This study is conducted in Chongqing, which covers an area of 82,400 km2 in Southwestern China and has approximately 33 million registered residents in 2019 (Figure 1). It has a subtropical humid monsoon climate, a long and hot summer, and a short and warm winter.
Influenza Surveillance Data
The influenza-like-illness (ILI) was defined as patient who has acute respiratory infection with fever and at least one respiratory symptom (cough and/or sore throat). ILIs and influenza virus positive rates were obtained from sentinel influenza surveillance network in Chongqing, which have been stated in a previous study 6. Briefly, seven sentinel hospitals were selected based on higher accessibility to patients, higher qualifications of medical staff, adequate specimen storage capacity, and the desire of the physicians and nurses to participate voluntarily in the surveillance program. At each sentinel hospital, trained nurses and clinicians collected data on the counts of visits and the total number of ILI to outpatient and/or emergency departments, and collected nasopharyngeal swabs specimens then tested influenza virus by reverse transcription-polymerase chain reaction.
In this study, the activity of influenza virus was represented by weekly confirmed influenza cases every ten thousand outpatient visits, which was calculated by multiplying the weekly positive rates of influenza by the weekly ILI counts, on the scale of every 10,000 of the outpatient visits, similar to a previous study 7.
We obtained simultaneous weekly meteorological data, including mean temperature (°C), relative humidity (%), atmospheric pressure (hPa), wind speed (m/s), sunshine (hours), as well as aggregate rainfall (mm), observed in 12 weather monitoring stations in Chongqing from the China Meteorological Data Sharing Service System (http://data.cma.cn/). The weather monitoring stations distribution in Chongqing was shown in Figure 1.
The relationships between meteorological factors and the activity of influenza virus in the population are nonlinear and always lasting well beyond the exposure period. The weekly influenza activity, which was presented by weekly confirmed influenza cases every ten thousand outpatient visits, was modeled using a quasi-Poisson regression model combined with a distributed lag non-linear models (DLNM). The DLNM proposed by Gasparrini DLNMis a flexible model that estimated the nonlinearity and distributed lag effects of exposure-response relationships simultaneously 8.
In this study, we used DLNMs to explore the potential exposure-lag-response associations between multiple meteorological factors and influenza activity. We used the variance inflation factor (VIF) to assess the co-linearity. A VIF greater than 5 indicates multicollinearity 9. The results showed that the VIFs of the mean temperature and atmospheric pressure are 8.39 and 5.70, which suggested that the two variables should not be included in the model simultaneously.
A Poisson regression with a quasi-Poisson function was established to test the over-dispersion in influenza activity, which was presented by weekly confirmed influenza cases every ten thousand outpatient visits. All models were adjusted with other explanatory variables of meteorological factors, seasonality and long-term trend, and school holiday etc. The model structure is stated as following:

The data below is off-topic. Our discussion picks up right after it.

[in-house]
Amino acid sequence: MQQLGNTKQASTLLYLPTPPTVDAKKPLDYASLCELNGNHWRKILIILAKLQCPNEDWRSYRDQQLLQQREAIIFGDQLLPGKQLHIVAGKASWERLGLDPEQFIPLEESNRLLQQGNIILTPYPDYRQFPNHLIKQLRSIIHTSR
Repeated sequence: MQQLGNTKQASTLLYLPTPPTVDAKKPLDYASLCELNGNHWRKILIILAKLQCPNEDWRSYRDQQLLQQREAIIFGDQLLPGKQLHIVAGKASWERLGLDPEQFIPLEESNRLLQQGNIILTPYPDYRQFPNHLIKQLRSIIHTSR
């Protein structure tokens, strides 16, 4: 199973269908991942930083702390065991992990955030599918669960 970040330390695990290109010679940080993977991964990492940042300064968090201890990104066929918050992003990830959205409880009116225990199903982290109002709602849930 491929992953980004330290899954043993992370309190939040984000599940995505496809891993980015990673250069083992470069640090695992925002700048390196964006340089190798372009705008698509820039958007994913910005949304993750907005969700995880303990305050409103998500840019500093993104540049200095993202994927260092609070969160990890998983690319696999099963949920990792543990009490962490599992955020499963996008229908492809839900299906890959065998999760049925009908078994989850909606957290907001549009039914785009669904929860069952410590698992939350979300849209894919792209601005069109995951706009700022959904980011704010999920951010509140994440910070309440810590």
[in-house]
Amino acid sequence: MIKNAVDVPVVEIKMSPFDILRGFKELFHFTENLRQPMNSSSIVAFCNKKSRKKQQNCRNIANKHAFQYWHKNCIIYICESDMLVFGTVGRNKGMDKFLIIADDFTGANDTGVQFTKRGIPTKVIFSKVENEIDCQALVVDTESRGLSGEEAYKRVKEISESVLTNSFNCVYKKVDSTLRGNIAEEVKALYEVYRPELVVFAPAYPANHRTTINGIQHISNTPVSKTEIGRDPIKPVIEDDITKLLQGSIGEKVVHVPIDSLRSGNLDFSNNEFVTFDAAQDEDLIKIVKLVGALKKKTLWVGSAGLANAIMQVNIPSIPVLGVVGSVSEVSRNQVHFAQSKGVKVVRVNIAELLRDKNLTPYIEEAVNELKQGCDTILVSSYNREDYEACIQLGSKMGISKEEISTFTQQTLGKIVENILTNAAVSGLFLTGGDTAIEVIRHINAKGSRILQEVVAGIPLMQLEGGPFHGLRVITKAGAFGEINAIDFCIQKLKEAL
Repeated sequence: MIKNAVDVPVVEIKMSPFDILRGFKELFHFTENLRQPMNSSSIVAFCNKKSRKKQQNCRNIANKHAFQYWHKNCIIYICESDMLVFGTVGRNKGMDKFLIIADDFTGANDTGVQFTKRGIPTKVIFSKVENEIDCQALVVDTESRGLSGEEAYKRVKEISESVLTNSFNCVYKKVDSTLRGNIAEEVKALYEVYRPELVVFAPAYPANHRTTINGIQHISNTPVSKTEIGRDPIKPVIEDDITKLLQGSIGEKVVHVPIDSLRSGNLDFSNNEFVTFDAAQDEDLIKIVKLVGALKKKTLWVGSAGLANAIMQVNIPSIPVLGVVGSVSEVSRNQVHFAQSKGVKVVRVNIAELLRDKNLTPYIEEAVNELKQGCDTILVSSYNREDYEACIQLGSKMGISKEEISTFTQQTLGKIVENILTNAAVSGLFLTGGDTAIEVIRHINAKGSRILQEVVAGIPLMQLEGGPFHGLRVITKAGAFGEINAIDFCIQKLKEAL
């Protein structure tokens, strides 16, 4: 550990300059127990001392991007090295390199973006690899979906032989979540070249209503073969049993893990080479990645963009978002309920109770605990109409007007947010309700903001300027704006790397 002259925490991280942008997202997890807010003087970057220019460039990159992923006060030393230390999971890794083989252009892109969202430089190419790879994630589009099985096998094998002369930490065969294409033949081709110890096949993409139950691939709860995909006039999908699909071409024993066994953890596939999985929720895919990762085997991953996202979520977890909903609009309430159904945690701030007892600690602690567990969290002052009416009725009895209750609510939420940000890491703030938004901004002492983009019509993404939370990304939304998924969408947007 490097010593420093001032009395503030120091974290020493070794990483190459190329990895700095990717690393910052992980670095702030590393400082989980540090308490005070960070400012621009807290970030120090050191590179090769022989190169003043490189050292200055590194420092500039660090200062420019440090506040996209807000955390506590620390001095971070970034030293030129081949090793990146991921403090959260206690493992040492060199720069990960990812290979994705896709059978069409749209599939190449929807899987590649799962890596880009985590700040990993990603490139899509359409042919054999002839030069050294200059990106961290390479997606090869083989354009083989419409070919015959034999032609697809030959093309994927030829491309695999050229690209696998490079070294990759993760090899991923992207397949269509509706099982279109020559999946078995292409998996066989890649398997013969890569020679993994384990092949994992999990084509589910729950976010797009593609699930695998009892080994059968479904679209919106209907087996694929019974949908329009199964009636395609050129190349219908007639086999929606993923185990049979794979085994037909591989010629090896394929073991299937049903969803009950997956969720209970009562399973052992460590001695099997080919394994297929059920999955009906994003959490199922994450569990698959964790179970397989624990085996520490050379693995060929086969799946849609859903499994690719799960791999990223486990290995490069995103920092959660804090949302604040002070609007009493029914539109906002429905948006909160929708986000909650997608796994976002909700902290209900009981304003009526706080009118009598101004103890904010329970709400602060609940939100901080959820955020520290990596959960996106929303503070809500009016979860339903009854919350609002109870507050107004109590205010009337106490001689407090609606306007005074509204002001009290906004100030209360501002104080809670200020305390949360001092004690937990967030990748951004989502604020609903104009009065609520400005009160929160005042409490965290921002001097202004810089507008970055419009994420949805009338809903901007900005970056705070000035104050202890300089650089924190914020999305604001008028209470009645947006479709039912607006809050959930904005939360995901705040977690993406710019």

log[E(Yt)] = α + cb(climate variables, lag, df) +∑ns(Xj, df) + ns(time, df*8) + factor (holiday)
Where E(Yt) is the expected weekly confirmed influenza cases every ten thousand outpatient visits on week t; α is the intercept; cb( ) represents the cross-basis matrix of climate factors, including mean temperature, relative humidity, aggregate rainfall, wind speed and sunshine; df is the degree of freedom; Xj is the other explanatory variables of meteorological factors; time refers to duration of seasonality and long-term trend; holiday is an indicator variable which equals to 1 if week t is in school holidays and 0 otherwise. We used Akaike Information criterion (AIC) to choose the df, which was supported by other references 10-13. The weeks of lag structure in the models were determined by incubation period and infectious period of influenza virus 14, the Akaike Information criteria and other references 10, 11. We provided all AICs in the appendix (Supplementary Tab. S1).
We calculated the relative risk (RR) with corresponding 95% confidence interval (CI), relative to the reference levels. The reference levels were defined as the median values of mean temperature, relative humidity, wind speed, sunshine and aggregate rainfall. Moreover, we estimated the extreme effects by comparing the 97.5th percentiles and 2.5th percentiles to the median values. The RRs brought by high temperature (hot effect), high relative humidity (wet effect), high aggregate rainfall (rainy effect), high wind speed (windy effect), long sunshine (long-sunshine effect) were calculated by comparing the 97.5th percentiles to the median values. The RRs brought by low temperature (cold effect), low relative humidity (dry effect), low aggregate rainfall (rainless effect), low wind speed (windless effect), short sunshine (short-sunshine effect) were calculated comparing by the 2.5th percentiles to the median values.
To test the robustness of our results, sensitivity analyses were performed by changing (2-5) for climate variables and maximum lag weeks (2-4 weeks) in the model.
All statistical tests were two-sided, the p-value ＜ 0.05 was considered statistically significant. We performed all data analyses using R software version 3.4.2and used the “dlnm” package for the DLNMs.